Searching for answers
Our closest couple friends could barely digest the news. One cried out, “But you had the best marriage of any of us.” Their shock magnified my own. What had gone wrong with our marriage? Nothing, as far as I could tell. My husband had simply stopped loving me; he felt completely incapable of staying in the marriage. I wanted this to be somebody’s fault, and certainly not mine. I wanted to scream at the top of my lungs in pain, confusion and anger. I was assaulted by images of bitter couples, fighting over the kids and stealing money from the joint bank account. It was irrational; my husband is a kind, loving man. But the stereotypical blind-with-rage divorced couple crept into my dreams.
I wanted our experience to be different. I didn’t want to taste bitterness every time I looked at my husband. I wanted our children to experience caring and respect between their two parents. I believed we could uncouple our lives and move on in new directions, like cars uncoupling from a train, but I had no idea how to make this happen. I needed wisdom and role models, yet what I found was the toxic energy that surrounds divorce in our culture.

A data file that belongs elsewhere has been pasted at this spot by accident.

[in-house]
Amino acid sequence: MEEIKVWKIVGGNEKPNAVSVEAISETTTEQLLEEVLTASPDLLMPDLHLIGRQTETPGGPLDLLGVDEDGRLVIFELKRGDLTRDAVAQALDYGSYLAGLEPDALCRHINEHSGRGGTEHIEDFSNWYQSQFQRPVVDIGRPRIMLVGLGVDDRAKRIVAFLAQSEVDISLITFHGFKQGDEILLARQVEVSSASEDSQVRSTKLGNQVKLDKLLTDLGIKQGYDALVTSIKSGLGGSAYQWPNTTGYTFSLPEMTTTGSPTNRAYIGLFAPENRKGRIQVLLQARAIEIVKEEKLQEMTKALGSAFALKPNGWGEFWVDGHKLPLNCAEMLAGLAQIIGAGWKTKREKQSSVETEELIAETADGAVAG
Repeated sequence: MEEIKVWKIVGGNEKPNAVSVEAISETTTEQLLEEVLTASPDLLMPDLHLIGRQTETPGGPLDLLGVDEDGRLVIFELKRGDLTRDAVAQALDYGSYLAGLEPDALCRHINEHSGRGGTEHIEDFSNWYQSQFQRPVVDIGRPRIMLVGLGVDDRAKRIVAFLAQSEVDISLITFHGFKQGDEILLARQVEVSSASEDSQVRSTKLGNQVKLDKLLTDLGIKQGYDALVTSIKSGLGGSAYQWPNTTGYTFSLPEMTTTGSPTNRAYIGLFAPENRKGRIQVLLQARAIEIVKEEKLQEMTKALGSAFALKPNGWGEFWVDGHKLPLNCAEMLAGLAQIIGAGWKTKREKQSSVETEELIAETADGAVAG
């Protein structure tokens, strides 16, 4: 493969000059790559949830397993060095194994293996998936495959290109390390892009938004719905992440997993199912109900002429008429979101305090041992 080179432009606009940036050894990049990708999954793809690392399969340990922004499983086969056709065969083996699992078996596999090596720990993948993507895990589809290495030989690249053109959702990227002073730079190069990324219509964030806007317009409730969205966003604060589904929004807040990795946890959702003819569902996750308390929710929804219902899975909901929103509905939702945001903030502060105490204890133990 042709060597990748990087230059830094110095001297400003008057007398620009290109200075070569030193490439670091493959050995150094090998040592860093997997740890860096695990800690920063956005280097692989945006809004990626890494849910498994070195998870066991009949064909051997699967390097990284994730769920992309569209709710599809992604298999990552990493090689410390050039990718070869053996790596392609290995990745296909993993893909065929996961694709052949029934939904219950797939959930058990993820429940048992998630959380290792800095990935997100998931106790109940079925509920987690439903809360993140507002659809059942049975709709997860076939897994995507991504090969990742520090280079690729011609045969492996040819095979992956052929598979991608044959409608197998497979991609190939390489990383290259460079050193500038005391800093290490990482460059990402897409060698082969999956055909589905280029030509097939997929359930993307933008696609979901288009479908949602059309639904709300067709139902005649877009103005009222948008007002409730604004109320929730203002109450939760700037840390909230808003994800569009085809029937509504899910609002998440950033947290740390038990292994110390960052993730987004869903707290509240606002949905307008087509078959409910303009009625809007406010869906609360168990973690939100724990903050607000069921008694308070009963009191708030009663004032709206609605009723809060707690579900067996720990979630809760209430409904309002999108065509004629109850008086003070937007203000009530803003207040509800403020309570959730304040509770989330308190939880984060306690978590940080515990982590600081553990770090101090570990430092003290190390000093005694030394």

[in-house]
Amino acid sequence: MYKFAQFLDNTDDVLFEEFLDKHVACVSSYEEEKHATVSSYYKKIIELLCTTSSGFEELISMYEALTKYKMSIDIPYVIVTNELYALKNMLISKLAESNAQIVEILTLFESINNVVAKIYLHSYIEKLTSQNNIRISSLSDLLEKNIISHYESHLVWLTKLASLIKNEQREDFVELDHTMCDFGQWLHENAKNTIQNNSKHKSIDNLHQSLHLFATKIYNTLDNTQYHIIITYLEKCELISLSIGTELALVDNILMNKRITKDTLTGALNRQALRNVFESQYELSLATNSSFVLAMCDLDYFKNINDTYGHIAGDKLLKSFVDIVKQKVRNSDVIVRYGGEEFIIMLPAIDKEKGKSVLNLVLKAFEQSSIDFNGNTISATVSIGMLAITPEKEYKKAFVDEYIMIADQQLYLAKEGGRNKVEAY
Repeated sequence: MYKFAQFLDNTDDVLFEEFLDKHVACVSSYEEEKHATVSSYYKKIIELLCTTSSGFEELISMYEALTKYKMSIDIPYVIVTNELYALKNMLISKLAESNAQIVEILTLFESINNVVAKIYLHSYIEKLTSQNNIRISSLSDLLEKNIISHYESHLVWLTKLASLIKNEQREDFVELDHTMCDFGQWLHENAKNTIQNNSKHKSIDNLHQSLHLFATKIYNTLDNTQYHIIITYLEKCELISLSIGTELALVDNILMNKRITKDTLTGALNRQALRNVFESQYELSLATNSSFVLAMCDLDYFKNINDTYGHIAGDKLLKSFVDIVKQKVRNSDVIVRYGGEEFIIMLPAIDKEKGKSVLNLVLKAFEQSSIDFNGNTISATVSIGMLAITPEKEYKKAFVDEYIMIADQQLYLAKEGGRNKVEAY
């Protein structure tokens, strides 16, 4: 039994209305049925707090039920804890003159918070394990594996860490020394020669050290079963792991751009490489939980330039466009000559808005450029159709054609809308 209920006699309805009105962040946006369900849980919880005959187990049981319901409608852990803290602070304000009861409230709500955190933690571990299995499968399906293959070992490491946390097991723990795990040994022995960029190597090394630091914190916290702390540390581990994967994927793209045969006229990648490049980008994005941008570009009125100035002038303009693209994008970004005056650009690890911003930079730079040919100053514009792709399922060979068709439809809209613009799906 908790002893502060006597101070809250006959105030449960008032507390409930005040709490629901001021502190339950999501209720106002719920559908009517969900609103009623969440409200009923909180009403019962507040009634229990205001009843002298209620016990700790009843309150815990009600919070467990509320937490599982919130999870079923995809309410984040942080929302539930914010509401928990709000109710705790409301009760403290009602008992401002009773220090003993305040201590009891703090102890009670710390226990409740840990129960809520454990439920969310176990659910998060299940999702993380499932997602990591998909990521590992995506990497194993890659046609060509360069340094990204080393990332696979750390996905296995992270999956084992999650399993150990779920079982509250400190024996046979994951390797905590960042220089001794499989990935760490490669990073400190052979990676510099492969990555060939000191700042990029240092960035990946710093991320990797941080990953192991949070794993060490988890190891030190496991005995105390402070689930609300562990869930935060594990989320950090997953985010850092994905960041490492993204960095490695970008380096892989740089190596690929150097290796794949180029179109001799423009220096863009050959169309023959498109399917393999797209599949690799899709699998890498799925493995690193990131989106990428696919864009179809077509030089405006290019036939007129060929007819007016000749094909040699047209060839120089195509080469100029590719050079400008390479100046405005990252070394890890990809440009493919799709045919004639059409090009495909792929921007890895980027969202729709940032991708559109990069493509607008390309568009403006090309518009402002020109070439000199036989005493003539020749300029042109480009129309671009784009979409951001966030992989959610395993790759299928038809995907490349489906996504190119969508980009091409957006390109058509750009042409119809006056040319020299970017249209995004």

A trip to the bookstore revealed a measly selection of titles on separation and divorce. The language in these books reinforced my worst fears: “failed marriage,” “broken home,” “alimony,” “custody.” It was a language of negativity and battle, and we heard a lot more when, at my suggestion, we went to a collaborative law session, supposedly the path of least conflict in a divorce. Sitting across from a man I had loved most of my adult life, listening to lawyers tell us how we should sort out our future, what was best for our kids, I began to shake with rage. After the session, I ran to my car, demented by emotion, my husband in close pursuit asking if I was all right. The wheels of the car shrieked a response.
My husband had always believed we didn’t need lawyers to direct our uncoupling, and I decided he was right. We are both fair and decent people; we know what is best for our kids. Surely we could come up with an agreement on our own.